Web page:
A Brief History of Aviation Through the Years
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A Brief History of Aviation Through the Years

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Old yellow airplane with double wingsMankind has always been intrigued with flight. Even though the true origin of this quest to fly is a mystery, the desire behind it is clear. Mankind is born with the desire to see the world, to explore the great landscapes that have not yet been visited.

Possessing the ability to soar above the clouds enables us to reach amazing places and fast. While the first untethered human flight happened in the late 1700s, dreaming and planning for man-carrying flying machines can be traced as far back as 428 BC. Here’s a quick look at achievements in the past that have contributed to the advancements in the aviation technologies of today.

Archaic origins

Tales of individuals attempting to fly can be found throughout many ancient cultures. Even in Greek mythology, the legend of Daedalus and Icarus can be found. This tells the story of a father and son who created wings by combining feathers and wax. Although it ended in tragedy, this story shows that men have always wanted to fly. Similar stories are found in Europe, India, and China.

In 852 AD, Armen Firman placed feathers all over his body and attached wing-like garments to his arms. Then he jumped from a tower. While his attempt was unsuccessful, his efforts slowed his descent just enough allowing him to survive.

Among the first aircraft made by man were kites. Kites were invented in China sometime in the 5th century, Kites that were capable of lifting a person were also utilized in China and Japan for military and punishment purposes. China is also attributed with inventing hot air balloons.

The time period known as the Renaissance saw an explosion of new ideas in architecture, art, music, politics, and science. Artist and inventor of this time period, Leonardo da Vinci, created the early drafts for a plausible aircraft. The parachute and the aerial screw were among his inventions. Even though his ideas were not sound scientifically, they were realistic.

The 1700s saw the beginning of the age of modern aviation and brought forth the main categories of lighter-than-air and heavier-than-air aviation.

Lighter than air aviation

This type of aviation refers to balloons and airships. Brothers Joseph-Michel and Jacques-Étienne Montgolfier exhibited their unmanned hot air balloon on June 4, 1783, which flew over Annonay, France. Later that year, Anne-Jean and Nicolas-Louis Robert, as well as Jacques Charles, flew their hydrogen-filled balloon unmanned over Champ de Mars, Paris.

On October 19, the Montgolfier brothers launched a tethered hot air balloon piloted by Giroud de Villette, Jean-Baptiste Réveillon and Jean-François Pilâtre de Rozier. Followed by the first untethered flight with Pilâtre de Rozier and François d’Arlandes onboard in November. It used hot air from a wood fire for lift and flew just over 5 miles in 25 minutes. Despite having enough fuel to fly further, the firewood’s embers began to burn the fabric.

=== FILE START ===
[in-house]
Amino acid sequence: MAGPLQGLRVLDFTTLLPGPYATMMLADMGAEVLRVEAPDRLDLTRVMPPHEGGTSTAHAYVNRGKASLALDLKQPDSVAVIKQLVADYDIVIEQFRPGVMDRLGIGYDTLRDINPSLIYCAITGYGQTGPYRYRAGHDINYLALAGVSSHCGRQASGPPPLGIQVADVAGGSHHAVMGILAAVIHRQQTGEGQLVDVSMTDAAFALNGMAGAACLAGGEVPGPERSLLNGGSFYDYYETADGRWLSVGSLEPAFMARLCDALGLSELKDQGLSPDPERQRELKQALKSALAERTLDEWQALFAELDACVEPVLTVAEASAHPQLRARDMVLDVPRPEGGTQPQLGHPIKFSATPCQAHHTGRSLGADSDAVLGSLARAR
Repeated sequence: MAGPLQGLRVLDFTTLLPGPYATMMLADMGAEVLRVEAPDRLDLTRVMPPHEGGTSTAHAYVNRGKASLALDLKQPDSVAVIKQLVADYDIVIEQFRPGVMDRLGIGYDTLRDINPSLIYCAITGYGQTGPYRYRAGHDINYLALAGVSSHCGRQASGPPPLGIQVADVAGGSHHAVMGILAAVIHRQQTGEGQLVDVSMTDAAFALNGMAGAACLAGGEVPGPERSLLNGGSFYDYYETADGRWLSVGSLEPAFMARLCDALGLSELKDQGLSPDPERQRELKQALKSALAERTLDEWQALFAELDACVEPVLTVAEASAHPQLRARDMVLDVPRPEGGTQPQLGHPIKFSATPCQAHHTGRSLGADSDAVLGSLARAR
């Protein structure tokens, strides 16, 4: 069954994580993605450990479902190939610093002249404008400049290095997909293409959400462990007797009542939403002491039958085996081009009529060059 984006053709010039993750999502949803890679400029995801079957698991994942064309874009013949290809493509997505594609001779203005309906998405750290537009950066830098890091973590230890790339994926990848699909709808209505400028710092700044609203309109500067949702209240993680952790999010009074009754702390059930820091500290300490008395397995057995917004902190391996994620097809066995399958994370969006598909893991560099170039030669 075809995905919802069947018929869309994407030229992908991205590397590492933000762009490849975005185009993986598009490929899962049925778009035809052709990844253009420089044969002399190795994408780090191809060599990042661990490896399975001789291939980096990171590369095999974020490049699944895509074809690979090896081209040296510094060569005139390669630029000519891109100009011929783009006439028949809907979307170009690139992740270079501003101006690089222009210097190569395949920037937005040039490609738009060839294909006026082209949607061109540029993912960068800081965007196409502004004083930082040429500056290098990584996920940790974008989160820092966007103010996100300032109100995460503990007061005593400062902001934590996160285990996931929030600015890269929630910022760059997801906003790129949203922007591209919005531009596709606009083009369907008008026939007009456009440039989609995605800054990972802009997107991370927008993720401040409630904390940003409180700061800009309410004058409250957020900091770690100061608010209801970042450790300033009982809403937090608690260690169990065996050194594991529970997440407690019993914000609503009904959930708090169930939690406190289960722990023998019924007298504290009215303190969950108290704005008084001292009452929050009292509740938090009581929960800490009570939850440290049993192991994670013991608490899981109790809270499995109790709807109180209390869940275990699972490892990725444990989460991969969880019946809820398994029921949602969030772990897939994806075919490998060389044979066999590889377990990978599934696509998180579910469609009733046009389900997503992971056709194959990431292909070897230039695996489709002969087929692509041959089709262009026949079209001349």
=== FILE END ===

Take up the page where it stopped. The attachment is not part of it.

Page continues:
Hot air balloons have a disadvantage when compared to other forms of air travel. A lack of maneuverability makes them clumsy and slow. The creation of airships, also known as dirigibles or zeppelins, addressed this issue. Hydrogen or helium gas provide the lift for Dirigibles instead of hot air. These airships were the first to travel long distances while carrying passengers.

On May 6, 1937, the infamous Zeppelin Hindenburg crashed to the ground after bursting into flames, killing 22 crewmen, 13 passengers, and a ground worker. The accident would bring the end of the airship era.

Heavier than air aviation

There is more than a little controversy surrounding the various claims for the title of developing the first heavier-than-air aircraft. One of the first powered flights was on October 9, 1890, French inventor Clément Ader made. This flight traveled at a height of only 20 centimeters but covered a total distance of 50 meters, which was very impressive at the time.

The most universally accepted and official date that jumpstarted modern aviation is December 17, 1903. The Wright brothers completed four flights in their Flyer, the longest lasting 59 seconds and traveling 852 feet. Combining both power and control, these flights set a new standard for aviation.

The very first passenger air travel started in Florida on January 14, 1914, taking passengers between St. Petersburg and Tampa. It only lasted for four months but paved the way for modern-day air travel.

Civil aviation saw incredible growth during the mid 1900s bringing forth revolutionary aircraft designs such as the Douglas DC-3 making air travel more accessible and comfortable for the general public.

The era of digital aviation

As computer and A.I. technology continues to advance the aviation industry has really taken off. Computer-aided design and manufacturing led to the creation of better aircraft designs and flying experience.

There are many ongoing developments in aviation, all aimed at making air travel safer, faster and more comfortable for everyone. With the help of the Internet, booking a flight has never been simpler. If seeing the world is on your bucket list, then you were born in the right generation! For more information, please contact Elevate Aviation here in Salt Lake City, Utah.

Posted on Jan 28, 2019
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File ID 25438056 | © Dary423 | Dreamstime.com



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